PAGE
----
When winter fog wraps my cabin and flames crackle happily in the fireplace, I reflect on hikes taken and those yet to come. In the 20 winters I’ve lived in Western North Carolina, I’ve slid down icy trails, sloshed through wet snow and felt the wind bite through layers of clothing I’d thought would be adequate. But I haven’t been out much the past few months.
That perplexes me, particularly since I live within walking distance of the Appalachian Trail. It’s like living at the beach and never getting sand between your toes. One of my most recent hikes was way back in late August. It was a short one—the steep jaunt to Lover’s Leap, a rocky ledge that overlooks the French Broad River and the town of Hot Springs. With a 1,000-foot elevation change in the space of about a mile, Lover’s Leap is a butt-builder, and the late-summer air was thick and humid. My partner and I had to pause every few minutes to catch our breath, sip our water and sweat.
Nonetheless, once we’d descended and were strolling through Hot Springs, I liked looking up at that cliff and knowing I’d been there.
Other notable 2008 hikes included explorations on the Tennessee side. Located just southeast of Greeneville, Tenn. (longtime home of Andrew Johnson, one of the only two impeached U.S. presidents), Marguerite Falls is another short, steep climb. From the trailhead near Shelton Mission Road, it’s 1.3 miles to the falls. We huffed along a bracingly cold stream, ducked under and clambered over fallen trees, and hiked steadily upward (you could also reach Marguerite from the ridge where the AT traverses Blackstack Cliffs and Camp Creek Bald, but the trail was damaged by heavy floods a few years ago, and I wouldn’t trust it). There are several small waterfalls along the bounding creek, but the clincher is the 60-foot cascade that spills down a series of rock ledges, ending in a shaded, rocky pool.
We shared this peaceful spot with two young men who’d also made the trek that day. I helped one of them clear a huge log from the falls and picked pretty stones out of the cool water. After that we ate our trail mix, sat for a spell, and then headed home.
I like hiking near water, so on another Tennessee jaunt, we explored Rock Creek Falls near Erwin. The trail proved just as rocky as its namesake; it made me glad I was wearing my lug-soled boots and not my Converse sneakers. All the same, when we reached a small waterfall that sluiced between huge rocks, I couldn’t resist first dousing my bare feet, then crouching underneath it for a bracing shower.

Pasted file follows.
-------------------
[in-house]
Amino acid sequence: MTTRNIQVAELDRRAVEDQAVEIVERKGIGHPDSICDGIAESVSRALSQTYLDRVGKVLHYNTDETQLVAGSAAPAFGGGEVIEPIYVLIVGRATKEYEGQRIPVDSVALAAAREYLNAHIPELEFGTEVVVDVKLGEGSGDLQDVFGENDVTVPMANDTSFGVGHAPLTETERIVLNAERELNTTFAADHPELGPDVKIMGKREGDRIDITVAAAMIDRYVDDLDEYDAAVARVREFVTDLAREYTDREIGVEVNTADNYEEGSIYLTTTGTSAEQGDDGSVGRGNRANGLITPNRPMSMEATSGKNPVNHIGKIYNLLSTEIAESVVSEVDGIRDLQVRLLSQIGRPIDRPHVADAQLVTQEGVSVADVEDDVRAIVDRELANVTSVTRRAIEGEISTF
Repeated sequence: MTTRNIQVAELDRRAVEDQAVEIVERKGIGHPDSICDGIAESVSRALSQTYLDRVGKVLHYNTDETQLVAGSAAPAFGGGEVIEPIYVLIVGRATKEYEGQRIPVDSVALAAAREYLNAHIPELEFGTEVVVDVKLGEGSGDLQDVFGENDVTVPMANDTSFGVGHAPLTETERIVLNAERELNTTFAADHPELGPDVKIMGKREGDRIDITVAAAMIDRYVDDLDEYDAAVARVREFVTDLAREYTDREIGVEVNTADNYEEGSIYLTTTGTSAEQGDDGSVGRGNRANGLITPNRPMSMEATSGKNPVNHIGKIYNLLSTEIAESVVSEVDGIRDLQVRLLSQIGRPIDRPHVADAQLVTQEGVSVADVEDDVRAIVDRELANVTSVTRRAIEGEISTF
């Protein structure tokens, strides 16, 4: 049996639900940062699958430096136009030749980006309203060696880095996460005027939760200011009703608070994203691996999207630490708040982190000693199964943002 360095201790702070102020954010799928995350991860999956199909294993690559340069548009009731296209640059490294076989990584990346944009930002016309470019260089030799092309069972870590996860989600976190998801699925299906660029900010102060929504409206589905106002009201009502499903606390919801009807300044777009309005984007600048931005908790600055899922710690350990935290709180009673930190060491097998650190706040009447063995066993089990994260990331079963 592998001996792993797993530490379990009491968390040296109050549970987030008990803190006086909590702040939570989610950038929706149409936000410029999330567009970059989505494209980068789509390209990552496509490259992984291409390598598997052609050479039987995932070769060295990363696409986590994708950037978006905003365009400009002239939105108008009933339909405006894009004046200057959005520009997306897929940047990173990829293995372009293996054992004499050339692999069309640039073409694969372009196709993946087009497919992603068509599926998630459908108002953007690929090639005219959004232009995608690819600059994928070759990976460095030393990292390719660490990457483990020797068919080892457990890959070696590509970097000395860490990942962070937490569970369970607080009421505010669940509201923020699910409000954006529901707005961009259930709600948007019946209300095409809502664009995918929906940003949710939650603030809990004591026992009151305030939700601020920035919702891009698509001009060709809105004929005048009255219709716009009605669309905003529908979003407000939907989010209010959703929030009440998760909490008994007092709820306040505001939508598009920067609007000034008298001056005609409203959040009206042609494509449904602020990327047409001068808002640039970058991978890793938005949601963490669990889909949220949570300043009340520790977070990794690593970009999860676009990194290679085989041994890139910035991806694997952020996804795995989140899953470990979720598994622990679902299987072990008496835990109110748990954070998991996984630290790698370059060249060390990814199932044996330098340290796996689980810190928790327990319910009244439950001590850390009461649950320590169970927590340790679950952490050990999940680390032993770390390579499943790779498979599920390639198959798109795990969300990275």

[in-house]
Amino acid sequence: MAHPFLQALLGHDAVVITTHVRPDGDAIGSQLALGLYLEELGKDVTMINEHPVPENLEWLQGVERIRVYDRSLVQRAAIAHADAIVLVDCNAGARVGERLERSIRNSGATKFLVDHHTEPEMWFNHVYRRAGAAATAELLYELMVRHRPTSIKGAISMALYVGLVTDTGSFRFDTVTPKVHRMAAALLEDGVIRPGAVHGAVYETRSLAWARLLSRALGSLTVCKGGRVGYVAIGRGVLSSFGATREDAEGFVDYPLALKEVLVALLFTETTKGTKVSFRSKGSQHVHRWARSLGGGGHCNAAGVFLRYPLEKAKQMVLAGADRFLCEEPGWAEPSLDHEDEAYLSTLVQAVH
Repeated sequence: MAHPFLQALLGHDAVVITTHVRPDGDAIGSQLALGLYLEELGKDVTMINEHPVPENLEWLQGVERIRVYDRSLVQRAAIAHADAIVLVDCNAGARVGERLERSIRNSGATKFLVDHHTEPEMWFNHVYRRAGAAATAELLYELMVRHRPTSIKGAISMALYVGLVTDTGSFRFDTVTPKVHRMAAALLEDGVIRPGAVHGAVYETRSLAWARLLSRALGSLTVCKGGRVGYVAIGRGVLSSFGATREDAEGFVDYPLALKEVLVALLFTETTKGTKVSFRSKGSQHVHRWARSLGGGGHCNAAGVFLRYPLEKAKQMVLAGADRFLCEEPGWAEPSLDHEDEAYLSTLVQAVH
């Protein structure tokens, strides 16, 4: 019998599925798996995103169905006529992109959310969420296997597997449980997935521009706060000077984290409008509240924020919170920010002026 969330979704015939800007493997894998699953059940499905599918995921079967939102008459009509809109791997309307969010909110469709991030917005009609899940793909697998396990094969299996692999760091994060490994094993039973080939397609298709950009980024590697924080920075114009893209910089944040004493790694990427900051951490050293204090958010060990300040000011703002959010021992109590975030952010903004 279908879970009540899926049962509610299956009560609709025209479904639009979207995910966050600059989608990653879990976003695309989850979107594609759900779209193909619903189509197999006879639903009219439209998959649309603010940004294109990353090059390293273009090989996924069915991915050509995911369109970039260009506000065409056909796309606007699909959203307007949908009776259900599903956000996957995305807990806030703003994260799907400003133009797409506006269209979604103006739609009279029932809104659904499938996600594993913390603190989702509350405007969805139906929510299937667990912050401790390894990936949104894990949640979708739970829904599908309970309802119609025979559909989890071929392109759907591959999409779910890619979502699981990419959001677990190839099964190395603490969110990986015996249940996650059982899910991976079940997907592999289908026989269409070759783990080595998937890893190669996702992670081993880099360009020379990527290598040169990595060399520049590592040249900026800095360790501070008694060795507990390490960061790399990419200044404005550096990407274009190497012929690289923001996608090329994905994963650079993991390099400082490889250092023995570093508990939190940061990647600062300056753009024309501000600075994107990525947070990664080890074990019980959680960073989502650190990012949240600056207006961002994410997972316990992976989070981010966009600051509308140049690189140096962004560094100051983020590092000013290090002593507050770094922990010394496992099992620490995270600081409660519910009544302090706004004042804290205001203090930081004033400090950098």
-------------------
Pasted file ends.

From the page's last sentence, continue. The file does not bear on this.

But then fall arrived, and while I focused on coordinating the Xpress Outdoors section, my hiking boots sat on the shoe rack. The more I worked my beat, the less I seemed to actually get out in the wild. To be sure, every time I journey between Asheville and my mountainside home, I enjoy startling vistas and a sparkling river, and I often catch a glimpse of wild turkeys foraging in an old corn field. After an early snow, I did don those boots and crunch around in our hilly pasture, pulling frozen apples off an old tree just to see whether they were worth saving.
That’s about the extent of my recent adventuring, but I feel an itch coming on. Like a gardener perusing seed catalogs in winter, I’ve pulled out my trail maps and started planning. Sure, I’ll revisit some favorite trails and wilderness areas this year—Black Balsam Knob, for example, where my dad’s ashes are scattered. But what about the undiscovered country?
Predictably, I’ll pick trails by rivers, creeks and streams in 2009. But I also explored two old fire towers last year, and those visits sparked my curiosity. Long ago, during my Beat Generation period, I read Jack Kerouac’s The Dharma Bums and Desolation Angels, two semiautobiographical novels that allude to his brief stint as a solitary fire lookout at Desolation Peak, in the middle of what is now North Cascades National Park in Washington state.
My feet are eager to follow my literary whims, so perhaps I’d better pick up a copy of Hiking North Carolina’s Lookout Towers by Peter Barr and ponder Kerouac while I spruce up my boots.
For more information about Rock Creek, Marguerite and other Tennessee waterfall hikes, visit the Sherpa Guides Web site at http://sherpaguides.com/Tennessee.
Send your outdoors news and ideas to Margaret Williams at email@example.com, or leave a message at 251-1333, ext. 152.